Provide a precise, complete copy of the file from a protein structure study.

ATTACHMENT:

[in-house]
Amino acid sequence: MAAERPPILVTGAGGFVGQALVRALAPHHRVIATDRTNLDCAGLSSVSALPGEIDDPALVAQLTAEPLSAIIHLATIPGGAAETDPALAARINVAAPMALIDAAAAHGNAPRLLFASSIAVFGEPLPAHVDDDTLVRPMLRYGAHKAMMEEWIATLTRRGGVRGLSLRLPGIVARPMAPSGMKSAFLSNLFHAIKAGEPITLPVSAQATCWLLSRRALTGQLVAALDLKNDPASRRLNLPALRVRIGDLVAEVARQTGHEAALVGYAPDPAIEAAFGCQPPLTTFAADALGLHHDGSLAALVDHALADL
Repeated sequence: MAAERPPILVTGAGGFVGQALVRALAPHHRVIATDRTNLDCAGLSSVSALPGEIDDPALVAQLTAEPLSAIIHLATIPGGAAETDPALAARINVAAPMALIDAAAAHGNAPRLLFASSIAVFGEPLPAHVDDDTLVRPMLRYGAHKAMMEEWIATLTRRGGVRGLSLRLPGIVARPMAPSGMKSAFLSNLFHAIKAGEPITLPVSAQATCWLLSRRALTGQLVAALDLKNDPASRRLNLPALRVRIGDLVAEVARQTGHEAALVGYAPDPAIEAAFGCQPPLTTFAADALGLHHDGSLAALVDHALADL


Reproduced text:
[in-house]
Amino acid sequence: MAAERPPILVTGAGGFVGQALVRALAPHHRVIATDRTNLDCAGLSSVSALPGEIDDPALVAQLTAEPLSAIIHLATIPGGAAETDPALAARINVAAPMALIDAAAAHGNAPRLLFASSIAVFGEPLPAHVDDDTLVRPMLRYGAHKAMMEEWIATLTRRGGVRGLSLRLPGIVARPMAPSGMKSAFLSNLFHAIKAGEPITLPVSAQATCWLLSRRALTGQLVAALDLKNDPASRRLNLPALRVRIGDLVAEVARQTGHEAALVGYAPDPAIEAAFGCQPPLTTFAADALGLHHDGSLAALVDHALADL
Repeated sequence: MAAERPPILVTGAGGFVGQALVRALAPHHRVIATDRTNLDCAGLSSVSALPGEIDDPALVAQLTAEPLSAIIHLATIPGGAAETDPALAARINVAAPMALIDAAAAHGNAPRLLFASSIAVFGEPLPAHVDDDTLVRPMLRYGAHKAMMEEWIATLTRRGGVRGLSLRLPGIVARPMAPSGMKSAFLSNLFHAIKAGEPITLPVSAQATCWLLSRRALTGQLVAALDLKNDPASRRLNLPALRVRIGDLVAEVARQTGHEAALVGYAPDPAIEAAFGCQPPLTTFAADALGLHHDGSLAALVDHALADL